A RECENT Vogue article stated: “There are two types of people in the world: the ones who hope that Fleabag gets together with the hot priest (and quite possibly stays a head case forever), and the ones who hope Fleabag finds some degree of catharsis and redemption through his spiritual guidance.”
I appear to be in a third category: those who just want to see some evidence that his Church has a safeguarding policy.
You see, the priest’s behaviour towards the protagonist is abusive. And it seems he gets away with it. But, I hear you say, in the final episode he declares that he loves Phoebe Waller-Bridge’s character, even if he can’t be with her; perhaps he was misguided and made mistakes, but it isn’t abuse if he loves her!
In the final episode the priest also tells us what he thinks love looks like. Love, he says, “makes you selfish, makes you creepy, makes you obsessed with your hair, makes you cruel, makes you say and do things you never thought you would do”.
This isn’t love. This is a description of a desire to control someone else for your own ends. This is a description of someone who gains someone else’s affection to learn their vulnerabilities and exploit them.
I have recently finished reading Natalie Collins’s book Out of Control: Couples, conflict, and the capacity for change. In describing the hallmarks of domestic abuse, she writes: “Only the abuser’s needs will be consistently met. Not only does the abuser devalue, undermine and ignore his partner’s needs, he forces her to ignore her own needs and isolates her from other people who might be able to meet her needs.”
Of course, it doesn’t start that way. Women do not enter relationships with men who appear abusive. It starts, Collins writes, with “love bombing”: inappropriate levels of affection and attention to build trust, and expecting that openness and vulnerability to be quickly reciprocated. The priest weaponises his offer of friendship by moralising their intimacy, as a device to manipulate her vulnerabilities.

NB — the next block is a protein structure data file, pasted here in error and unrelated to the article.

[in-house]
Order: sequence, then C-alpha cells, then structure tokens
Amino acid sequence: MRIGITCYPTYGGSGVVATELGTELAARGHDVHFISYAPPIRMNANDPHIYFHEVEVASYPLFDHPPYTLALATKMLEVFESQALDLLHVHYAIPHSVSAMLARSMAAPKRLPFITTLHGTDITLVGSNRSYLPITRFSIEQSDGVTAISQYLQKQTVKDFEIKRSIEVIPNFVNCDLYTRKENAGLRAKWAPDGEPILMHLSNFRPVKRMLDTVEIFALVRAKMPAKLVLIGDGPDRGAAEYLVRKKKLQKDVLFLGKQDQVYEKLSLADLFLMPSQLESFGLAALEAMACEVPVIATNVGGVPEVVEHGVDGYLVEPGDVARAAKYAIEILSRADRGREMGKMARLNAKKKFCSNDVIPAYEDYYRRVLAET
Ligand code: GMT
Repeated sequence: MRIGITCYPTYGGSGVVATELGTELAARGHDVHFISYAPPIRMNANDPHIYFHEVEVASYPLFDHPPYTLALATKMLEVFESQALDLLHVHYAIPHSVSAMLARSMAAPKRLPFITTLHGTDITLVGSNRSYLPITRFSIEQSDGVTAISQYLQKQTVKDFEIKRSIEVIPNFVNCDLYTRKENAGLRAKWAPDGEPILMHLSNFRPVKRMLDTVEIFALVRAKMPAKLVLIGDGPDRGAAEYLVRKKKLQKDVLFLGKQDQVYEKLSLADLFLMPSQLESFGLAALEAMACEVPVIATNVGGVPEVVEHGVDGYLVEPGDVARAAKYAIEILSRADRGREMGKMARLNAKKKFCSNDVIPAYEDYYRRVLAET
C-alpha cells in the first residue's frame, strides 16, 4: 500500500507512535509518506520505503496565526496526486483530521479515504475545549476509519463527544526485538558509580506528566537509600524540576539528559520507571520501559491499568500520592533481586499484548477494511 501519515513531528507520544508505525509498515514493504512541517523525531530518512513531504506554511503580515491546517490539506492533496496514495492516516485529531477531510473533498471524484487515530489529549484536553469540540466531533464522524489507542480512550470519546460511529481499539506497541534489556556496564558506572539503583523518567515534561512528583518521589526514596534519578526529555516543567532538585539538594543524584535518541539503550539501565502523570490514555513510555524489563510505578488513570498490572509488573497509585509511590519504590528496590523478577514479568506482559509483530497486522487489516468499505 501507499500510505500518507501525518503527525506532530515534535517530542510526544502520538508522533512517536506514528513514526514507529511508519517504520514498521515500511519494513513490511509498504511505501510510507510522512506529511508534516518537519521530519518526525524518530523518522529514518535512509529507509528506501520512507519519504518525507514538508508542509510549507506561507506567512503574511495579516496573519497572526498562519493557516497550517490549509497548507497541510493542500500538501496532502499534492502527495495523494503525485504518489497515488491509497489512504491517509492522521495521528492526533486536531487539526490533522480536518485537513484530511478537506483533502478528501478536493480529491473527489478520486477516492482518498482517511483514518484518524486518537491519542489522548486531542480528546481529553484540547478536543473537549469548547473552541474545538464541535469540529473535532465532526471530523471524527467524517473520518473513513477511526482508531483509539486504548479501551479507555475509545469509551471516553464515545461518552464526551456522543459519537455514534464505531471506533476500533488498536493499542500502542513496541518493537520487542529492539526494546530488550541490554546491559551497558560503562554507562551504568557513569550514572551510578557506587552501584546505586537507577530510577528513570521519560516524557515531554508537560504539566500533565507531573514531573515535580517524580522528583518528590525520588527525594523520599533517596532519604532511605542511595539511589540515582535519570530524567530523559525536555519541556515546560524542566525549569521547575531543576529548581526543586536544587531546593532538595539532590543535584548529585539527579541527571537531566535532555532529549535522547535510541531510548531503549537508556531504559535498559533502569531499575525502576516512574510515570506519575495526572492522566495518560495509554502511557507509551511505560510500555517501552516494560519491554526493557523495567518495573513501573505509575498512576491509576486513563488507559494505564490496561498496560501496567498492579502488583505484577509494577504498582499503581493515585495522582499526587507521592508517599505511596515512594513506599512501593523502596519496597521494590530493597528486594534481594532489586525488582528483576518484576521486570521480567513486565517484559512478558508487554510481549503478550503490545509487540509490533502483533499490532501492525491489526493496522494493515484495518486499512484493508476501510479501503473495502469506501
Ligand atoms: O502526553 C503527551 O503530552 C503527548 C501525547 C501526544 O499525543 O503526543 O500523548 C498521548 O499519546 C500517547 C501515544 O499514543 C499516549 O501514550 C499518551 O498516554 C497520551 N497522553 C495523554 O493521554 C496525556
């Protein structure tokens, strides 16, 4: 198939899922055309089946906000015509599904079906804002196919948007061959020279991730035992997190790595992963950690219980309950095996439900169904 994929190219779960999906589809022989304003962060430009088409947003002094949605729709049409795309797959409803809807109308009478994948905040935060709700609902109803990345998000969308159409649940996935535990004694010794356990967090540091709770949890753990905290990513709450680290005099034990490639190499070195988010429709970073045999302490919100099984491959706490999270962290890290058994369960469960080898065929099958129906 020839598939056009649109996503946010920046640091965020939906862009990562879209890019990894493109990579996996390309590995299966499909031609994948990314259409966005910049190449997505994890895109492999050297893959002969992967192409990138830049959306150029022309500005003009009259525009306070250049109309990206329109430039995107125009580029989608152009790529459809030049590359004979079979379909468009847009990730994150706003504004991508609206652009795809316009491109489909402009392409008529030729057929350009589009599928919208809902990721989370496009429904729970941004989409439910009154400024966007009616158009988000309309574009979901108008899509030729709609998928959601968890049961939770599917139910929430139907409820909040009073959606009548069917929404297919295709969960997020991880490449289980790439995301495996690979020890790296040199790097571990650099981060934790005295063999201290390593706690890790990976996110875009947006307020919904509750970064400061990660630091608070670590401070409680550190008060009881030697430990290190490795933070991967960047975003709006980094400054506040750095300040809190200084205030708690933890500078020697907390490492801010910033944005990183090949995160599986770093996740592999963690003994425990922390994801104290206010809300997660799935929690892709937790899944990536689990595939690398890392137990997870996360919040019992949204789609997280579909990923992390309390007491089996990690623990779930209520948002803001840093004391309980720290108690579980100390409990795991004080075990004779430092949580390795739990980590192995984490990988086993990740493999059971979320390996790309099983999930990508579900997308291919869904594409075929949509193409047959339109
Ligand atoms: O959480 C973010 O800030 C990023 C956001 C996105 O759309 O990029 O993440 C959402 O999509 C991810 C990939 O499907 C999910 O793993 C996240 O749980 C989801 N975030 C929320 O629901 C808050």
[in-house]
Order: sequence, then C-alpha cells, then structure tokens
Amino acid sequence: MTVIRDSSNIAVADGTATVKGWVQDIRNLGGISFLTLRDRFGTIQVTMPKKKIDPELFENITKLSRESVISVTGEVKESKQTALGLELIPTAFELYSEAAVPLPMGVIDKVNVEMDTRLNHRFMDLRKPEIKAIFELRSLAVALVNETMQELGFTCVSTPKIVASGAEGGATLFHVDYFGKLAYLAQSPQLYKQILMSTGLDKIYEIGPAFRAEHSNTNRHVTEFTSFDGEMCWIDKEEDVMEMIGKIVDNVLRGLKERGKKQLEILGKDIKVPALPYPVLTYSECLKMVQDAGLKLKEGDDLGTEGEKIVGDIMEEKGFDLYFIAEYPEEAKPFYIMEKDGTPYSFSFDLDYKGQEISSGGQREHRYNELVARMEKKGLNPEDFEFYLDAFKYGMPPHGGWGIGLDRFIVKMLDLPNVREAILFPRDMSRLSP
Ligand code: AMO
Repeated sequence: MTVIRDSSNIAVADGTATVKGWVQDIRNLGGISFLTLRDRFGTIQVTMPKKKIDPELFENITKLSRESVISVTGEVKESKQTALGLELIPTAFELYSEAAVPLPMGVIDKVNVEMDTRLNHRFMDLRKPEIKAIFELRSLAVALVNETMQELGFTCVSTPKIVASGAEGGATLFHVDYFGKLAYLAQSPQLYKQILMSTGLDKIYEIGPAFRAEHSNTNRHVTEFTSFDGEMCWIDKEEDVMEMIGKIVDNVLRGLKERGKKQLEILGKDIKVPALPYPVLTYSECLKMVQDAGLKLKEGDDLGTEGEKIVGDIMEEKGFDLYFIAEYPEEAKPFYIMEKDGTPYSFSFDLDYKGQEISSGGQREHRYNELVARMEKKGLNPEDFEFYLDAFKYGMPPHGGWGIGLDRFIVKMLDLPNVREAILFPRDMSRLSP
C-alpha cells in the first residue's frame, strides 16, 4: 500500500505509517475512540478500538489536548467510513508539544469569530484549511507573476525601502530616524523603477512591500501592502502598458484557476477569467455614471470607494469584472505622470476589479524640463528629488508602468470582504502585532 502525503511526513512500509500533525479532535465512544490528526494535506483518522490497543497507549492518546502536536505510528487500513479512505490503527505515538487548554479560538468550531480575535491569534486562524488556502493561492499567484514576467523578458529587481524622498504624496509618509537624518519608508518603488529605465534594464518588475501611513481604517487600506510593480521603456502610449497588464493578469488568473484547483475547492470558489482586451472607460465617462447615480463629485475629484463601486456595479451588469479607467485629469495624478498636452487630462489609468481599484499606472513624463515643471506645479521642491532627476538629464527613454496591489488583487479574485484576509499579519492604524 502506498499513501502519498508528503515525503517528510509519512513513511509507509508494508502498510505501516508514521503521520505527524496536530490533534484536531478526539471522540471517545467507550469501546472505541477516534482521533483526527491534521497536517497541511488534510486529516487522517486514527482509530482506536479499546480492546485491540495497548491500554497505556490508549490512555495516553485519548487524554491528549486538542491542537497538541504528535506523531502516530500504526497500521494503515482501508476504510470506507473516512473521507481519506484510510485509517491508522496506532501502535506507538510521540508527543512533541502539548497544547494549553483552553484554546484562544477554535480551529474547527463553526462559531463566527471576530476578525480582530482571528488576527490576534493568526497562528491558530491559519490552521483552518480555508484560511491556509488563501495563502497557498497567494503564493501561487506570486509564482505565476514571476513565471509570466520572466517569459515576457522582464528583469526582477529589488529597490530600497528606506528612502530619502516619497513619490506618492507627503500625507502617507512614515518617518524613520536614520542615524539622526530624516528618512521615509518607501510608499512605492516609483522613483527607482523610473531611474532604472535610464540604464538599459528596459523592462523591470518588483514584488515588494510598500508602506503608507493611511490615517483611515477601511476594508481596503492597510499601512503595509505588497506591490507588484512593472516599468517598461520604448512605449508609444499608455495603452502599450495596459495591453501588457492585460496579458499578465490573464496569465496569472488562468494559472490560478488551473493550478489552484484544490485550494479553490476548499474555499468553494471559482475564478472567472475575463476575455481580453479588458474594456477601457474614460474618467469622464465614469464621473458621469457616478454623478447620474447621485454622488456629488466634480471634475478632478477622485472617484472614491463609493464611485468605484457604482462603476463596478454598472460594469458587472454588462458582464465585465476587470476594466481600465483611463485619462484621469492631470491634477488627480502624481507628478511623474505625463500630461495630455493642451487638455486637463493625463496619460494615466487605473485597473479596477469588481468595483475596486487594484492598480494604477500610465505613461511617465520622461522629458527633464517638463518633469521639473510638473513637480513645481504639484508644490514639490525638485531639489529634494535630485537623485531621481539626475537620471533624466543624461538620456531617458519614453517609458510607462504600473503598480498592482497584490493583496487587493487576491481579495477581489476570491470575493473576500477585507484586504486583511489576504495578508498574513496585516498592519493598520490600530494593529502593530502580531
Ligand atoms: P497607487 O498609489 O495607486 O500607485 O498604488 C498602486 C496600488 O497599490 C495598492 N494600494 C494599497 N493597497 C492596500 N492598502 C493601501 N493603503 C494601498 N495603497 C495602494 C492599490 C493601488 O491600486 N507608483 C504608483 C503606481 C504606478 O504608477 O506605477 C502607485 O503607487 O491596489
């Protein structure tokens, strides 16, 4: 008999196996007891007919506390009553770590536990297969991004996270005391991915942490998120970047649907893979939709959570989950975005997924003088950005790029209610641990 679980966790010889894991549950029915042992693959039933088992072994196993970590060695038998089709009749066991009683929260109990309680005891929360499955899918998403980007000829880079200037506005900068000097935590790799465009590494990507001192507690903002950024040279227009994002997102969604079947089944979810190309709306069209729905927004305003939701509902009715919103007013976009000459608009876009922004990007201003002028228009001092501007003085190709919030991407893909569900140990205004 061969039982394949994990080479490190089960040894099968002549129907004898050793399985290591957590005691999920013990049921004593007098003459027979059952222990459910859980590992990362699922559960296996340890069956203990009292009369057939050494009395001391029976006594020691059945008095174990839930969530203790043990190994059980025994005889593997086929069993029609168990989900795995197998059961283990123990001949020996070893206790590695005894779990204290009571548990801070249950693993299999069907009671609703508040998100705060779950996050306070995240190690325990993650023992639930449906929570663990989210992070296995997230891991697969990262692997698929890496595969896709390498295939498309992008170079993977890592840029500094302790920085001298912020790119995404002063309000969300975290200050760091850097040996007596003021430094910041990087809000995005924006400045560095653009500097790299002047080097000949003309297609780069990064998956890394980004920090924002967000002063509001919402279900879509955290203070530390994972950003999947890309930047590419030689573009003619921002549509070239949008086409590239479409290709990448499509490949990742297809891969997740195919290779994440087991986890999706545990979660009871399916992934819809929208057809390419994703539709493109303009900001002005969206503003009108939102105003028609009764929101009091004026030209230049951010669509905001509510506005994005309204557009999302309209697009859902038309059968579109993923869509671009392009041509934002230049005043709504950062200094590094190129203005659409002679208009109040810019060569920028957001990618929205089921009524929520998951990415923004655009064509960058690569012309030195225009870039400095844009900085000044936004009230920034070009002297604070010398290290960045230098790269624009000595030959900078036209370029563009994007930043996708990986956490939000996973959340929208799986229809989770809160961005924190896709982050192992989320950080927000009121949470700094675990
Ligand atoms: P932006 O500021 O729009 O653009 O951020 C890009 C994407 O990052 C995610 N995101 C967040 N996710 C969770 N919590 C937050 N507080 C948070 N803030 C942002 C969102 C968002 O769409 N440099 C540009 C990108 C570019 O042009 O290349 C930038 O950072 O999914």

Boo is dead, and Phoebe’s sister, Claire, refuses to befriend her. The priest presents himself as a kindred rule-breaking spirit — we all long for intimate connection with another human.
And, even better, the longing for friendship appears to be mutual. In the first episode the priest confesses that he is “really fucking lonely”, and, in a later episode, tells her that he would “like to be her friend”. He quickly establishes a co-conspirator understanding to their relationship — it needs to be secret from the Church, and secret from her family.
He makes himself vulnerable extremely quickly, telling her his struggles with faith, giving hints of his past transgressions, inviting her into his inner life. He draws her into his alcohol dependency, ensuring that their evening interactions involve drinking.
And he expects her to reciprocate: he pushes her to admit things she doesn’t want to (“What are you not telling me? Tell me!”), getting annoyed when she establishes a boundary (“I don’t want that”). None of this is appropriate behaviour for a friend, let alone a priest.
Unable to find out what it is she is keeping from him, he uses her curiosity about faith and his power as a member of the clergy to push her to admit her weaknesses.